There has been a growing demand for Leadership in Energy and Environmental Design (LEED)-certified office space. LEED-certified buildings attract top tenants and help increase commercial real estate tenants’ bottom line. According to a CBRE report, about 4,700 buildings (41 percent of commercial space) across the 30 largest U.S. office markets have been certified as “green.” Recent research also shows that real estate properties across the U.S. that are exposed to sea-level rise are selling at a 7 percent discount compared to similar properties with less exposure. In addition, negative impacts of the COVID-19 pandemic on the real estate industry are pronounced. As a result, some companies are taking steps to reinvest their businesses and build sustainability into the core of their operations. Building a sustainable and safe environment is just as important to investors as it is to tenants and all stakeholders.

The benefits of tax credits

ESG investing can reduce the tax liability for companies/investors, while also improving the wellbeing of communities, the nation, and the world. Federal and state governments provide tax credits to promote investment capital to flow to domestic programs that benefit communities and the nation. Below is a list of a few tax credit programs:

  • New Markets Tax Credit Program (NMTC) as part of the Community Renewal Tax Relief Act of 2000: NMTC provides tax credits as an incentive to stimulate business and real estate investment in low-income communities. NMTC investors provide capital to community development entities, and in exchange are awarded credits against their federal tax obligations. Investors can claim their allotted tax credits in seven years as 5 percent of the investment for each of the first three years and 6 percent of the investment for the remaining four years, for a total of 39 percent of the NMTC project.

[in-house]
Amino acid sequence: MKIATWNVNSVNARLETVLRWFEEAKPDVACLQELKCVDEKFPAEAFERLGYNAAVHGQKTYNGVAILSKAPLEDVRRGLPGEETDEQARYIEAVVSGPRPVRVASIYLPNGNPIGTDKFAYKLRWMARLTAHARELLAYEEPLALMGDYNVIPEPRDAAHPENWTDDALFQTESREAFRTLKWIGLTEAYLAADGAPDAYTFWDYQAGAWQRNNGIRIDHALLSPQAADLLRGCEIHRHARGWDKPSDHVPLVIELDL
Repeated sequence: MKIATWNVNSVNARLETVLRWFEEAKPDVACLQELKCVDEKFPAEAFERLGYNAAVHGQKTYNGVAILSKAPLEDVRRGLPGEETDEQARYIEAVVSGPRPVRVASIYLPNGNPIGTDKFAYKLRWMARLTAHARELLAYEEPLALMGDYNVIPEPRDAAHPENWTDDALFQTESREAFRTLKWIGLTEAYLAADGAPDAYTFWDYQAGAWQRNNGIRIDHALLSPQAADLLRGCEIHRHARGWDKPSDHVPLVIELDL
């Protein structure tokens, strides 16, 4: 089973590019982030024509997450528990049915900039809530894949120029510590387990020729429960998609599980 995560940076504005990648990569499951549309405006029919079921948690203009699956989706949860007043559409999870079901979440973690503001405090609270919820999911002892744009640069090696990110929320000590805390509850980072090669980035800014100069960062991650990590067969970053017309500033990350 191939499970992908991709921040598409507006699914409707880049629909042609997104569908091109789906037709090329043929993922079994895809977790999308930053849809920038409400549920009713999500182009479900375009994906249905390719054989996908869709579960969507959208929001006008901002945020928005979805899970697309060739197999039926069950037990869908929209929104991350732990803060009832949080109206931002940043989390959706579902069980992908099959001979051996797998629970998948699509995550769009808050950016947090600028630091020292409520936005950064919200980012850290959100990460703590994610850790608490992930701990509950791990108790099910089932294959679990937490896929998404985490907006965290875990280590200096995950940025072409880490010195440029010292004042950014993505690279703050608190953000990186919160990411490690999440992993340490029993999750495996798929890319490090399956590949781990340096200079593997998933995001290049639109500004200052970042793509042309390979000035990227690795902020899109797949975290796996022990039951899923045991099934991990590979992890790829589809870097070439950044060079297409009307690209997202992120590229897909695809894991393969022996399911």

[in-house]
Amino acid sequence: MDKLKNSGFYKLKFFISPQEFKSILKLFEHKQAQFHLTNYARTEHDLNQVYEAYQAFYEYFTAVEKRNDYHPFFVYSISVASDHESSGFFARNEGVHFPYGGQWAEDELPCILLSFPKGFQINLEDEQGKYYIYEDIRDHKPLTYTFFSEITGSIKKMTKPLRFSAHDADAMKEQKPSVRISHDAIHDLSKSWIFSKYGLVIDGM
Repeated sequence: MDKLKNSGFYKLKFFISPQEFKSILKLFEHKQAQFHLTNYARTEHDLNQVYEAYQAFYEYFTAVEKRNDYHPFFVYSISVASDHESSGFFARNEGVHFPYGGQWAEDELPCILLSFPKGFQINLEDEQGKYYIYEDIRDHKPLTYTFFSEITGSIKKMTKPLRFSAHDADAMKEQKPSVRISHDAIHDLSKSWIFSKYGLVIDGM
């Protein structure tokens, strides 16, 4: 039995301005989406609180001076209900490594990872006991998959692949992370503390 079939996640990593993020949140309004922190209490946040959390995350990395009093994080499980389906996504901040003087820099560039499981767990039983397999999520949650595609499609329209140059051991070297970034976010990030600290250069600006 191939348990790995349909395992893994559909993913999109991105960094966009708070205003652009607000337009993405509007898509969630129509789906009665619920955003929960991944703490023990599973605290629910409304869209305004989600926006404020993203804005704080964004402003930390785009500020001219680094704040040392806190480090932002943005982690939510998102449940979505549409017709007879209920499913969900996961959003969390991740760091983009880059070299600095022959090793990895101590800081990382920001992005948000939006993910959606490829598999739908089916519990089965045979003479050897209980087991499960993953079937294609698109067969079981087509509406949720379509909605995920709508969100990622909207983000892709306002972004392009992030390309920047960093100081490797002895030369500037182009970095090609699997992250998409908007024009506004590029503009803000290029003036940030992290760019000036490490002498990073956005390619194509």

• Renewable Electricity Production Tax Credit Program (PTC) and the Investment Tax Credit (ITC) under IRC Section 45: PTC is a per-kilowatt-hour tax credit for electricity generated by qualified energy resources and sold by the taxpayer to an unrelated person during the taxable year. PTC is available for the first 10 years of production at a qualified facility. The ITC allows investors to deduct 26 percent of the cost of installing a solar energy system from federal taxes. The ITC applies to both residential and commercial systems, and there is no cap on its value.